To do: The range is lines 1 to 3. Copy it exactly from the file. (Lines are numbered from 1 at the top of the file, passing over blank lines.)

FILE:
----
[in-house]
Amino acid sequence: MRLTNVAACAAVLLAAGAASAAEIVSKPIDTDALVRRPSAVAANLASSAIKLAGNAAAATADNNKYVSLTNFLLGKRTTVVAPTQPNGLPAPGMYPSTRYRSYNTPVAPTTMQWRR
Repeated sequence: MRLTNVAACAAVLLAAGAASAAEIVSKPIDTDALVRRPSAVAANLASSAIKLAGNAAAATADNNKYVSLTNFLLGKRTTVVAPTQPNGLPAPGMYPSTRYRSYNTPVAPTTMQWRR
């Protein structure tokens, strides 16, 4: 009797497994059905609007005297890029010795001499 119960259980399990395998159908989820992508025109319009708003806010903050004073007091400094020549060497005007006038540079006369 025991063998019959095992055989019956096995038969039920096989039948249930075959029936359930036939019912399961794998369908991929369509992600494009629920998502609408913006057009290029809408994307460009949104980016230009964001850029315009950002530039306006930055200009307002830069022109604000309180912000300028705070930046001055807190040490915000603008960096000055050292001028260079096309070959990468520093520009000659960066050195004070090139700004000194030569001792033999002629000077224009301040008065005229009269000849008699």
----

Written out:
[in-house]
Amino acid sequence: MRLTNVAACAAVLLAAGAASAAEIVSKPIDTDALVRRPSAVAANLASSAIKLAGNAAAATADNNKYVSLTNFLLGKRTTVVAPTQPNGLPAPGMYPSTRYRSYNTPVAPTTMQWRR
Repeated sequence: MRLTNVAACAAVLLAAGAASAAEIVSKPIDTDALVRRPSAVAANLASSAIKLAGNAAAATADNNKYVSLTNFLLGKRTTVVAPTQPNGLPAPGMYPSTRYRSYNTPVAPTTMQWRR